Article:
Monday, January 29, 2007

A fantastic action-thriller

"Hunters of the Dark Sea" (2003) is a fantastic action-thriller. The War of 1812 rages on land and sea. The dark seas of the world are full of hunters of every sort. Some of them hunt whales, some of them hunt merchant ships, some of them hunt scientific truth, but one of them, a great infected whale, hunts human flesh. First Mate Ethan Swain's hunt becomes a quest that leads the whaling ship Reliant halfway around the world to a forsaken point in the deep Pacific Ocean. There he discovers that the difference between the hunter and the hunted is razor thin.

This story isn't "Moby Dick". Here the seas are real and the seamanship authentic. Rather than a chapter on the symbolic nature of the color white, "Hunters of the Dark Sea" has pitching wooden decks, the smoke of broadside cannons fired in volleys, white capped waves and wind-filled canvas sails. Metaphor, madness and allegory are traded for a fast read of action, adventure and discovery. "Hunters of the Dark Sea" is more akin to the 1924 Newbery Medal winner "The Dark Frigate" by Charles Boardman Hawes. "Hunters of the Dark Sea" might have been a competitor for that very award if not for the graphic depiction of naval combat, medical gore, and the seventy nine years separating them.

The only shortcoming of this fine story is that it has no mythic theme, no symbolic restatement of a fundamental truth - might does not make right. The point it does make is powerful, but stated so subtly that it almost passes without notice. That is, might makes monstrous rather than right. The scale up of violence from simple fishing to whale killing, to killing a person, to killing a ship full of people is so natural that its logical progression merely depends upon the order of arrival of the hunters of the dark seas. Maybe that's too similar to a story being told in the evening news to be commercial. Then again, maybe not.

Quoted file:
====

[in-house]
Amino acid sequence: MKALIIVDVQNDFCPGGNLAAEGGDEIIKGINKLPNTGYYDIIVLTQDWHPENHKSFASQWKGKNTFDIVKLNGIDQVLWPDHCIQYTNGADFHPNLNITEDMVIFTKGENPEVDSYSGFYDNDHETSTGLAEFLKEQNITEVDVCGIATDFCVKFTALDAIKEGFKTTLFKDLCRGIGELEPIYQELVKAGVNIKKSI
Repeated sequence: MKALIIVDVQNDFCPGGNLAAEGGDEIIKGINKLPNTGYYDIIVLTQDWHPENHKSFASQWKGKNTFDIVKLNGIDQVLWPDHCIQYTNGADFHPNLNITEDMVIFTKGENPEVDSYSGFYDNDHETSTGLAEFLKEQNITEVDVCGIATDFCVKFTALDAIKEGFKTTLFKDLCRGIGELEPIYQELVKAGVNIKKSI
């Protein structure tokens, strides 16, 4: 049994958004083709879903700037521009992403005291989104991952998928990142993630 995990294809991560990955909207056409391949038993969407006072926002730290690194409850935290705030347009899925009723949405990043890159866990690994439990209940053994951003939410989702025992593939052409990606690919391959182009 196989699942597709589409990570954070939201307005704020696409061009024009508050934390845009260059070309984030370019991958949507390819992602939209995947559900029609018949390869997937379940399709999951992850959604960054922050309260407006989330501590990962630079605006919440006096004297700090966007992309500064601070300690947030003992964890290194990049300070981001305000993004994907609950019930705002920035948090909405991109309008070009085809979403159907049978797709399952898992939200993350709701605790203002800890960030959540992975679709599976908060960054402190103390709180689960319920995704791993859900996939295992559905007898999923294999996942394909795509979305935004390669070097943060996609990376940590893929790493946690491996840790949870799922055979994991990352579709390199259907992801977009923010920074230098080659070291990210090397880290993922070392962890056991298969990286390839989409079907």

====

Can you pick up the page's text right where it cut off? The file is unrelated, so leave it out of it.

The greatest strength of this story is in its telling. It's a very good read, fantastically entertaining, and so filled with wet salt air that you'll need a towel before the final page. Plot a course with "Hunters of the Dark Sea" and log the journey. Find the (hidden secret?) latitude and longitude waypoints along the way. You'll be glad you did.

Friday, January 26, 2007

An old fashioned highball

"Rogue Angel: The Spider Stone" is an old fashioned highball. It's a big shot of action in an ice cold world, lightning fast pacing to fill and garnished with a sacred stone from the heart of Africa. It's intoxicating and fun.

The action in this story is positively breathtaking. An experienced hand wrote this book and it shows. That hand has been in the dojo, doubled into a fist and smashed through some bricks. That hand recognizes the feel of steel, has cradled a blade and known a sword as weapon and a friend. That brings an edgy reality to the action sequences that pop right off the page.

Annja Creed is a heroine with a mission from the highest power. She's definitely not one of Alcott's little women "taught by weal and woe to love and labor ..." She's on the other end of the pendulum's arc with Laura Croft and Electra. She is a hero in the ultramodern sense, and that is the story's only flaw. She is unshackled by uncertainty, romantic interest, or existential introspection. I missed the depth that would have brought to her character. But this isn't a tea and crumpets romance, it is an unapologetic action thriller, and it earns its chops.

"Rogue Angel: The Spider Stone" stays true to its theme rooted deep in a constant opposition of light and shadow. Alex Archer's commitment to plain prose makes this story read fast and sure.
Annja Creed has the avenging sword and social compass of Saint Joan of Arc. And that's just for starters. This story takes Annja Creed across the world on a quest to protect a sacred stone. Yes, the trail is bumpy, dangerous and littered with plenty of bad guys. I'm glad I went Annja on this adventure. You will be glad too. Highly recommended.

Wednesday, January 24, 2007

Brilliant! Milk coming out of your nose funny.

"The Pop-up Book of Sex" is kinetic brilliance! It's so funny, milk coming out of your nose kind of funny, that it's got to be illegal somewhere.

What pops up in this book is naughty, but nice. It's missionary when the mood is right. It yodels in the canyon. It spanks with a feather duster. It even does it a mile high.

The illustrations by Balvis Rubess are wonderful, but the real magic of this book are the pop-ups by Kees Moerbeek. The feather duster spanking pop up really spanks! It was so loud that shoppers in the bookstore came over for a look. The next thing you know, there was a crowd laughing right out loud to a doggy-style pop up popping like a pan of Jiffy Pop on the surface of the Sun.* This is going to be the best twelve page coffee table book ever!

This pop-up book is not for kids. It includes content, images and themes of an adult, sexual, or controversial nature.

* P's o'plenty, if you please, and I do, thank you very much.